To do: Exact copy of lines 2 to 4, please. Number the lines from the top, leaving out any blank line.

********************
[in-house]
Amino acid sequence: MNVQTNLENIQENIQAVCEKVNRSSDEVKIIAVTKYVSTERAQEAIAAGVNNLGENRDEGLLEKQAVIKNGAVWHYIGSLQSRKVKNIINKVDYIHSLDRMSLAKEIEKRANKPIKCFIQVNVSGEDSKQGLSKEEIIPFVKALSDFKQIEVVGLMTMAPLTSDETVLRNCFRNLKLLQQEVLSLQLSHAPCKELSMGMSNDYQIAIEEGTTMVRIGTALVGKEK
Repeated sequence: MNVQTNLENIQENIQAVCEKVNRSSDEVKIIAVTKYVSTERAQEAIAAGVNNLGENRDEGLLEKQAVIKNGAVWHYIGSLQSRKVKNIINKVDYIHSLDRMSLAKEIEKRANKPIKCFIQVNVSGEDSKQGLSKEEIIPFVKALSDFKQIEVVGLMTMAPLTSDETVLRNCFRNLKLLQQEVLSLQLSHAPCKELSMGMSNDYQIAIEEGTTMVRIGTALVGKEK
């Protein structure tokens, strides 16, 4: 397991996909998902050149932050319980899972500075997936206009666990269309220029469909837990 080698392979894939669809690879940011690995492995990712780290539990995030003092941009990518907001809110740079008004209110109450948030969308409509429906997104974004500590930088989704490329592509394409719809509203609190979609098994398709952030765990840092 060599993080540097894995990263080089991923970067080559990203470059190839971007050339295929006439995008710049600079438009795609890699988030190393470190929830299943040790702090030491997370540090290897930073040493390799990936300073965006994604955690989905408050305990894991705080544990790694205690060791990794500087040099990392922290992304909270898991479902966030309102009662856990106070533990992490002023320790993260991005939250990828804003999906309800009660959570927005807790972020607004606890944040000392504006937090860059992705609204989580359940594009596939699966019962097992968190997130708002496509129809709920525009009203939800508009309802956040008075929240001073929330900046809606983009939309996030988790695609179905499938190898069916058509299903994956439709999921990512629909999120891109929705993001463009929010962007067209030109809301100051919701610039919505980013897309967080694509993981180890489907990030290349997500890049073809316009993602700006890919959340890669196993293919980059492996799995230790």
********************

Amino acid sequence: MNVQTNLENIQENIQAVCEKVNRSSDEVKIIAVTKYVSTERAQEAIAAGVNNLGENRDEGLLEKQAVIKNGAVWHYIGSLQSRKVKNIINKVDYIHSLDRMSLAKEIEKRANKPIKCFIQVNVSGEDSKQGLSKEEIIPFVKALSDFKQIEVVGLMTMAPLTSDETVLRNCFRNLKLLQQEVLSLQLSHAPCKELSMGMSNDYQIAIEEGTTMVRIGTALVGKEK
Repeated sequence: MNVQTNLENIQENIQAVCEKVNRSSDEVKIIAVTKYVSTERAQEAIAAGVNNLGENRDEGLLEKQAVIKNGAVWHYIGSLQSRKVKNIINKVDYIHSLDRMSLAKEIEKRANKPIKCFIQVNVSGEDSKQGLSKEEIIPFVKALSDFKQIEVVGLMTMAPLTSDETVLRNCFRNLKLLQQEVLSLQLSHAPCKELSMGMSNDYQIAIEEGTTMVRIGTALVGKEK
């Protein structure tokens, strides 16, 4: 397991996909998902050149932050319980899972500075997936206009666990269309220029469909837990 080698392979894939669809690879940011690995492995990712780290539990995030003092941009990518907001809110740079008004209110109450948030969308409509429906997104974004500590930088989704490329592509394409719809509203609190979609098994398709952030765990840092 060599993080540097894995990263080089991923970067080559990203470059190839971007050339295929006439995008710049600079438009795609890699988030190393470190929830299943040790702090030491997370540090290897930073040493390799990936300073965006994604955690989905408050305990894991705080544990790694205690060791990794500087040099990392922290992304909270898991479902966030309102009662856990106070533990992490002023320790993260991005939250990828804003999906309800009660959570927005807790972020607004606890944040000392504006937090860059992705609204989580359940594009596939699966019962097992968190997130708002496509129809709920525009009203939800508009309802956040008075929240001073929330900046809606983009939309996030988790695609179905499938190898069916058509299903994956439709999921990512629909999120891109929705993001463009929010962007067209030109809301100051919701610039919505980013897309967080694509993981180890489907990030290349997500890049073809316009993602700006890919959340890669196993293919980059492996799995230790």